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Lecture 5

Week 5- Anxiety Disorders.docx

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Department
Psychology
Course
Psychology 2310A/B
Professor
Rod Martin
Semester
Fall

Description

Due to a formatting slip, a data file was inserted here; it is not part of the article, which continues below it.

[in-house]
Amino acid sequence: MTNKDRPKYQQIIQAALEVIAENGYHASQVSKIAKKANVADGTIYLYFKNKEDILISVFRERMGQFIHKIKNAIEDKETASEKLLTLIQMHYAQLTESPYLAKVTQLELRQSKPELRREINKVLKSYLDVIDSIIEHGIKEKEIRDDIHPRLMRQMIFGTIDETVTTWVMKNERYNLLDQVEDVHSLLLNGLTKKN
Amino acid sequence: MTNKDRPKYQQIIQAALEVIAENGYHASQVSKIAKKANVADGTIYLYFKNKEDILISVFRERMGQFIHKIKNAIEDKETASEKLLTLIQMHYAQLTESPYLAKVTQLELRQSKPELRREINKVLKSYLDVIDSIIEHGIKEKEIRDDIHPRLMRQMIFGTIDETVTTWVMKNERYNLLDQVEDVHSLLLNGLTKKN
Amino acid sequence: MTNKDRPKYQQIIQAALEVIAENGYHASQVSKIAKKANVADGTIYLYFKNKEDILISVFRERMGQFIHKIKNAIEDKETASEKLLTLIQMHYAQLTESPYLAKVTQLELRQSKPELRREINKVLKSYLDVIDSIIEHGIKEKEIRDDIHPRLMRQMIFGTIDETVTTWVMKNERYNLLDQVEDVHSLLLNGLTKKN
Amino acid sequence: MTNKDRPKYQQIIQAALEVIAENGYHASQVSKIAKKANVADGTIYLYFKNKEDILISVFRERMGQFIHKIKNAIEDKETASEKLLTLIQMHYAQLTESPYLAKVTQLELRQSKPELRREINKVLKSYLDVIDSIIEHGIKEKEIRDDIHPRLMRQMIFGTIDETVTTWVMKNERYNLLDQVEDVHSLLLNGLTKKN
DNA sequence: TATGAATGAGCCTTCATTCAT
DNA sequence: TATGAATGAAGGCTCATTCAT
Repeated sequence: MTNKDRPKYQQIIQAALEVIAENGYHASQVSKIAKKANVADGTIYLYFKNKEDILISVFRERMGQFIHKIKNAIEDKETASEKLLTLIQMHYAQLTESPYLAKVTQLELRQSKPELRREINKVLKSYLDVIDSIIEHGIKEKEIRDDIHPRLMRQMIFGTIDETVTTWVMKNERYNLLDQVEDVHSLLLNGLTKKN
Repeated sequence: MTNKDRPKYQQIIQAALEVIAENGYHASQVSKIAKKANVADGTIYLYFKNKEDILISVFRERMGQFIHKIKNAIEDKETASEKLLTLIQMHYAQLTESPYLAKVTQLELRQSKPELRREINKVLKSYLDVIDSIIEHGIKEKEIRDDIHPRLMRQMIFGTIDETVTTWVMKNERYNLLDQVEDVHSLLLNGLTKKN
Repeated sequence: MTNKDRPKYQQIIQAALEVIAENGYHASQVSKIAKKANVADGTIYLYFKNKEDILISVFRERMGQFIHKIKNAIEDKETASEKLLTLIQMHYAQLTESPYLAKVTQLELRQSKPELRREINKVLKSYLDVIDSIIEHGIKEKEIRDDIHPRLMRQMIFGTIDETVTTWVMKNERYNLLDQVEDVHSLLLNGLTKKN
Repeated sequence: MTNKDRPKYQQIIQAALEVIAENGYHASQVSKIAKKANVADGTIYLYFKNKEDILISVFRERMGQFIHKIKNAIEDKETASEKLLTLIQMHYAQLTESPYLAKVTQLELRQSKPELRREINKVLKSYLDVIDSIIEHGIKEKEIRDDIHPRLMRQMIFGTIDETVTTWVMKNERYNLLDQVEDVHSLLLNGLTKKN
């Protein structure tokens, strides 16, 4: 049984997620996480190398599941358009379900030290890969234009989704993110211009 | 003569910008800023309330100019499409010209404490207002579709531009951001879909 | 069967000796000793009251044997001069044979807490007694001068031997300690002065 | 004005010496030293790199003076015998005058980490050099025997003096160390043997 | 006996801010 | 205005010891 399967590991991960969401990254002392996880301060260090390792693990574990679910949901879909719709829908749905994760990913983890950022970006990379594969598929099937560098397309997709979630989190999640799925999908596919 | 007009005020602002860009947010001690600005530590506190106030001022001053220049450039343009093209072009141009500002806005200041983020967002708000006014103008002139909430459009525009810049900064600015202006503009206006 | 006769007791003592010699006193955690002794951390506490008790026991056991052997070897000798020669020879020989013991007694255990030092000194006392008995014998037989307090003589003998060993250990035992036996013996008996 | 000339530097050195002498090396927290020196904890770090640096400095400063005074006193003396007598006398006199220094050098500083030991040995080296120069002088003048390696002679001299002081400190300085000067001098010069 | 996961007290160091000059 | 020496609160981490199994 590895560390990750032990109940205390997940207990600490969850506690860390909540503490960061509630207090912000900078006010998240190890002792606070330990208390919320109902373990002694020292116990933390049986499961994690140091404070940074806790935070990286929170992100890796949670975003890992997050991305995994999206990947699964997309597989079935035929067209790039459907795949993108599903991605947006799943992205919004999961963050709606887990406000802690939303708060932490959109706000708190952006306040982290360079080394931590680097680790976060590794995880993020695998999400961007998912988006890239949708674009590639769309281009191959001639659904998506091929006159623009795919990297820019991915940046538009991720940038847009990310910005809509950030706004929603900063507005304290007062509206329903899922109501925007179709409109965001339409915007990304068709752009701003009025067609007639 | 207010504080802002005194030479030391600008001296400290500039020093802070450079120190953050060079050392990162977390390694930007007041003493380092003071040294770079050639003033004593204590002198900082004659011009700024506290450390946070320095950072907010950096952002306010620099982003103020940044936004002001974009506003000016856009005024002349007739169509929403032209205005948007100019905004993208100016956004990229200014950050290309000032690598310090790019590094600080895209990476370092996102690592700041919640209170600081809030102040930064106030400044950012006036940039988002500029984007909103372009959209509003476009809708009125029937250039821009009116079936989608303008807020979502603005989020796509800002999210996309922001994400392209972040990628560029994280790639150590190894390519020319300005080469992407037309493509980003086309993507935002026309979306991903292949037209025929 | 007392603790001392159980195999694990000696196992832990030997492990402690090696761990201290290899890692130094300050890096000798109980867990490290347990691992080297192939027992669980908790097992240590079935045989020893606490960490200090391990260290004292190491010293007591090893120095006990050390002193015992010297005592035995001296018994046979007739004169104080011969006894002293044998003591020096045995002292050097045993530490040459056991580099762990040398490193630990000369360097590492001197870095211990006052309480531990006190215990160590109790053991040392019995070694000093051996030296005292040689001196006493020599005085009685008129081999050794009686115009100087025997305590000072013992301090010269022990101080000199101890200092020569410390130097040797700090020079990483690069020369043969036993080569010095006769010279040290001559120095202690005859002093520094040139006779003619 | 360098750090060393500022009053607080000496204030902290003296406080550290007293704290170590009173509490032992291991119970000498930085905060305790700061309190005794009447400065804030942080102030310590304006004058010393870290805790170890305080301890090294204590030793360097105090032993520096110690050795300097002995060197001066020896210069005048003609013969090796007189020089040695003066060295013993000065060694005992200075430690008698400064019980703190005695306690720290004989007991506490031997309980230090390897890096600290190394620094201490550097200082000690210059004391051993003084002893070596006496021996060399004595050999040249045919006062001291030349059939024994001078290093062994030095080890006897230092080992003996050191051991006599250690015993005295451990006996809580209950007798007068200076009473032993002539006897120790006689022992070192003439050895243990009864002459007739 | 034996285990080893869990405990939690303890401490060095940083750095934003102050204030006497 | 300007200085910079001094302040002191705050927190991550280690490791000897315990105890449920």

th Anxiety Disorders Oct. 10 2012 Fear, Anxiety, and Panic- major symptom Fear and anxiety – adaptive emotions, MAJOR SYMPTOM - Threatening situation that is in the environment. - Fear- immediate stress - Anxiety- threats that are more nebulous. Fearing in the future. Concerned what is going to happen. Sometimes we cant pin point - Ex: project due in a week and you’re feeling anxious, its running through your mind - Anxiety usually is social threats. What other people will think of us - Fear is the emotions that let us avoid dangerous situations. - Anxiety is an imp. Emotion for social functioning. – Motivate us to get along with others - Becomes problematic when its irrational Autonomic arousal – fight-flight response activation of the synesthetic nervous system. Hypothalamus pumping. Adrenaline Increased HR, BP, GSR (sweating response), muscle tension Decreased gastric activity- activity is moved away to this and goes to larger muscles. - Rapid breathing, butterflies in stomach Experiential aspects- subjective feelings, fear panic, irritable, easily angered, tense Cognitive symptoms- affects way we think- cause us to be anxious. Excessive thoughts, very vigilant, very focused that they’re most fearful of and don’t notice other things. Worrisome, feeling of loss of control Behavioral symptoms- avoidance, escape ** Best treatment is exposure Evolutionary basis of anxiety – genetic variability, have to find a fine balance of anxiety you don’t want too little or too much. - People differ in their tendency to become anxious. Pathological when: - Excessive, irrational, uncontrollable - Interferes with functioning Anxiety Disorders are the most common group of mental disorders – 25% lifetime prevalence – High personal and societal costs. - Loss productivity in the work place—costs being on disability Major DSM-IV Anxiety Disorders - Number of specific diagnosis. Anxiety is the chapter and there are specific disorders in it. Panic Disorder - Phobias (including Specific Phobias, Social Phobia, and Agoraphobia) - Obsessive-Compulsive Disorder - Post-Traumatic Stress Disorder (and Acute Stress Disorder) - Ggeneralized Anxiety Disorder Specific Phobia - Most phobias start in childhood - Persistent, excessive, unreasonable fear cued by a specific object or situation - Provokes anxiety response (panic) - Recognized by the sufferer as excessive, unreasonable - Phobic situation is avoided or endured with intense distress - (Severe enough to be a disorder, have to have 1 or 2 of the characteristics)  Interferes significantly with functioning (dysfunction), or marked distress about having phobia - Some people have mild phobias- ex fear of snakes but in the city it can be quite avoidable. Types of Specific Phobias (5) subtypes Animal (e.g., snakes, spiders) Natural Environment (e.g., heights, storms, water) Blood-Injection-Injury - Decrease in heart rate, they’ll pass out, not enough oxygen to the brain. For this one you want to increase muscle tension and arousal Situation (e.g., airplanes, elevators, enclosed places) Other (e.g., fear of vomiting, clowns - coulrophobia) fear of unusual things Specific Phobias (cont’d) - Lifetime prevalence 7 – 15%- of pop severe enough to have a phobia - 2: 1 woman: men - Typically begin in childhood, early adolescence - May or may not involve traumatic experience - Phobias persisting into adulthood rarely remit Social Phobia - Persistent, irrational fear linked to social or performance situations - Fear of negative evaluation (being humiliated or embarrassed)- fear of social reaction. What would people think of me? o E.g., fear of public speaking, urinating in public washrooms, eating in front of others - Person recognizes fear is excessive - Behavioral inhibition, avoidance - Significantly interferes with functioning. Social Phobia (cont’d) - Lifetime prevalence 3 – 13% o Men = women—only type of phobia where its equal o Typically begins in mid-teens - Chronic course- doesn’t go away by itself - Severity may fluctuate with stress - Comorbid (having more than one diagnosis) conditions very common – specific phobias, depression, alcohol dependence, agoraphobia—these are secondary problems. They develop as a result from the initial phobia. o Onset of social phobia usually precedes other conditions. Post-Traumatic Stress Disorder (PTSD) - Person experienced or witnessed a traumatic event involving actual or threatened death, serious injury, or other personal harm o The event created intense fear, horror, or a sense of helplessness. Three clusters of symptoms in PTSD - Re-experiencing of the trauma o Distressing images, thoughts, perceptions o Dreams, flashbacks - Avoidance and numbing- dissociation o Avoiding activities, people, places- can be a stimulus and bring back memories. o Feelings of detachment, estrangement, depersonalization (not being yourself), emotional numbness o Loss of memories of trauma – amnesia - Symptoms of increased arousal- anxiety symptoms o Hyper vigilance, irritability, startle response o Difficulty sleeping, concentrating o Symptoms last more than 1 month- TO BE DIAGNOSED WITH PTSD o Ex: Romeo Dallaire- United forces in the genocide of Rwanda- as the general he saw this coming, and wrote back to Canada saying that he needs more people to help. And they didn’t respond, he helplessly watched people being butchered – he developed PTSD when he came home. He was living in a park in Ottawa. And attempted suicide. o Now become a spokesperson in the military PTSD (Cont’d) - Associated feat
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